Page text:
To continue with the queen's life-history, her first palace is a cell made of termite earth which rapidly becomes as hard as cement. Usually she just neatly fits into it. She is always much too huge to use the door of the cell as entrance or exit. If you wish to remove her you must break down the cell. The king and the workers, however, can come and go quite easily. She is fed and the eggs which she never ceases laying are removed to the breeding grounds by workers appointed to this task. The king apparently does nothing. He appears to be a mere hanger-on in the palace. Still the queen goes on growing. Here in her first palace- she has not attained one-third of her eventual size. At last she very nearly fills all the available space in the cell. There is barely room for the tiny workers to carry the eggs away across the insensate bulk. A terrible tragedy appears to be imminent -- it reminds us of the question: what will happen if an irresistible force meets an immovable mass? The human observer is helpless at the threat of this terrible fate. In spite of all his knowledge and intelligence he is unable to help in any way. But actually termites have never worried about it at all. They had a solution ready -- a very simple one. Just before her majesty finally outgrows her cell they build a second one, half as big again as the first. It is parallel and adjacent to the first, just as hard and with just such a narrow door. The queen is then removed and placed in the second cell where there is space for her to grow for perhaps another year. So she gets transposed from cell to cell until there have been about six changes with the queen in the last and biggest. The chamber doors are always equally small much too small for the queen to come or go by.
We must clearly establish another fact which makes the whole matter even more complicated. One could easily prove by measurement that the queen's subjects could not possibly move her. The lifting power of one termite can be estimated fairly closely, and the area of the queen's body available for workers to grasp during lifting can be measured. During the later stages it would need thousands more termites to lift her than there is available grasping space for the body.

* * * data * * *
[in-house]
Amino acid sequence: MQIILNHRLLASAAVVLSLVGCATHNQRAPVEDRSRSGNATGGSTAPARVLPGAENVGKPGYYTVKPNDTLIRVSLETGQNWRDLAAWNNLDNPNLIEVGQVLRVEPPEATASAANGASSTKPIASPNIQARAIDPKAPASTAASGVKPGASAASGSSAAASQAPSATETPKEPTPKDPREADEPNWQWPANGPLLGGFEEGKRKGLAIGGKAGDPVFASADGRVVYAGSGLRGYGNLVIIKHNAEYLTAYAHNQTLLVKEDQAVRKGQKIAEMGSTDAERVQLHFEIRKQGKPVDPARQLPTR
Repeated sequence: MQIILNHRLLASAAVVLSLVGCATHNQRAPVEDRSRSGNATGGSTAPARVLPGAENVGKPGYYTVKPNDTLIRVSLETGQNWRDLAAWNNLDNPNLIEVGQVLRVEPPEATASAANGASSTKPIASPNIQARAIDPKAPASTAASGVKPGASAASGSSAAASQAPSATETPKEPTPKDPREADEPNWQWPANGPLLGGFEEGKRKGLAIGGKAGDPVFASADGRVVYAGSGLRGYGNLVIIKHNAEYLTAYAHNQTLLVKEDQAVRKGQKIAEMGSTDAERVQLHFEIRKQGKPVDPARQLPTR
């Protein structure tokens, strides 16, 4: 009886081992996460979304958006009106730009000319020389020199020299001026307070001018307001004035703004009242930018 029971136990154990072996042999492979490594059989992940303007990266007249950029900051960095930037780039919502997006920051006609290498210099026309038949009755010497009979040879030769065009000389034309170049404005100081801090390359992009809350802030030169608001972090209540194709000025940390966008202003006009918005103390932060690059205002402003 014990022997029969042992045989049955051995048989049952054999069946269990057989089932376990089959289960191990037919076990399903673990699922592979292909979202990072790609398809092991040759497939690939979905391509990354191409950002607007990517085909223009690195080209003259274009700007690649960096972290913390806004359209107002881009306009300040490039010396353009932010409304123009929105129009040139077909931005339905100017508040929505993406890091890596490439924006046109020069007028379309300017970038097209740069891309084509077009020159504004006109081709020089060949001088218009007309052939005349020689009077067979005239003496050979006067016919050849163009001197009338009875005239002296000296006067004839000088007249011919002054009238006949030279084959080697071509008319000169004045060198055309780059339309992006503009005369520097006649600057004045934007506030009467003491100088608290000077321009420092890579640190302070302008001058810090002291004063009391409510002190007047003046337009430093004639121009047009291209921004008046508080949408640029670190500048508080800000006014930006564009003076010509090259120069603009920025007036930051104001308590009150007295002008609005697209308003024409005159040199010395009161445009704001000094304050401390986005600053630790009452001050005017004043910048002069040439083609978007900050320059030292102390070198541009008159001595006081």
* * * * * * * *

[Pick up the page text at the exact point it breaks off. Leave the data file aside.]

We present to you the following facts:
- The queen is incapable of movement.
- The doors of the cell are too small for her to come or go by.
- The insects cannot lift her.
- Yet she vanishes from one cell to appear in another.
The only explanation that seems feasible is that there are several queens and that it is not the same one each time. If the first gets too big for her cell, she is killed and eaten and then the workers carry a potential queen into the second cell where she develops into a queen. The only intelligent explanation, perhaps, and very simple, now we have thought of it.
The only pity is that it is not true. We have been deceived by the analogy of the bees, which make queens, kill, and move them. It is quite an easy matter to mark the termite queen and so prove that it is the same queen which gets moved. I have tested many theories brought forward by friends who have studied entomology, but have never found one which coincided with all the facts. Perhaps one day a future Fabre will discover the truth.
Next: 3. Language in the Insect World